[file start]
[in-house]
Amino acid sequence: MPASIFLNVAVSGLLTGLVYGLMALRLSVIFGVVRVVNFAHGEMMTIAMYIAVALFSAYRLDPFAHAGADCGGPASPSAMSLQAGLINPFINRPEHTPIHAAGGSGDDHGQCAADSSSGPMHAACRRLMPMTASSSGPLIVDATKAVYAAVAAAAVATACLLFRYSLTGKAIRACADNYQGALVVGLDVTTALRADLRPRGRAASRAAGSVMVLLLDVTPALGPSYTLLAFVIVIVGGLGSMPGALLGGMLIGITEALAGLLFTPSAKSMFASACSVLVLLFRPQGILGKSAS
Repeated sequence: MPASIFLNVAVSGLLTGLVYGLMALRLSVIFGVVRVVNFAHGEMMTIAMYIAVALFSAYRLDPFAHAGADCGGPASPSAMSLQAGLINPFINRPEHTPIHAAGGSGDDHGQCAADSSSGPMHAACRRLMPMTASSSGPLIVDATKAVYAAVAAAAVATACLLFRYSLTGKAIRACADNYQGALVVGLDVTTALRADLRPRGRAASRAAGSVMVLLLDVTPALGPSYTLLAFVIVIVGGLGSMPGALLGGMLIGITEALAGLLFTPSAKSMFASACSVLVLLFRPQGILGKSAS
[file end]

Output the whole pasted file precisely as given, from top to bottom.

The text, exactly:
[in-house]
Amino acid sequence: MPASIFLNVAVSGLLTGLVYGLMALRLSVIFGVVRVVNFAHGEMMTIAMYIAVALFSAYRLDPFAHAGADCGGPASPSAMSLQAGLINPFINRPEHTPIHAAGGSGDDHGQCAADSSSGPMHAACRRLMPMTASSSGPLIVDATKAVYAAVAAAAVATACLLFRYSLTGKAIRACADNYQGALVVGLDVTTALRADLRPRGRAASRAAGSVMVLLLDVTPALGPSYTLLAFVIVIVGGLGSMPGALLGGMLIGITEALAGLLFTPSAKSMFASACSVLVLLFRPQGILGKSAS
Repeated sequence: MPASIFLNVAVSGLLTGLVYGLMALRLSVIFGVVRVVNFAHGEMMTIAMYIAVALFSAYRLDPFAHAGADCGGPASPSAMSLQAGLINPFINRPEHTPIHAAGGSGDDHGQCAADSSSGPMHAACRRLMPMTASSSGPLIVDATKAVYAAVAAAAVATACLLFRYSLTGKAIRACADNYQGALVVGLDVTTALRADLRPRGRAASRAAGSVMVLLLDVTPALGPSYTLLAFVIVIVGGLGSMPGALLGGMLIGITEALAGLLFTPSAKSMFASACSVLVLLFRPQGILGKSAS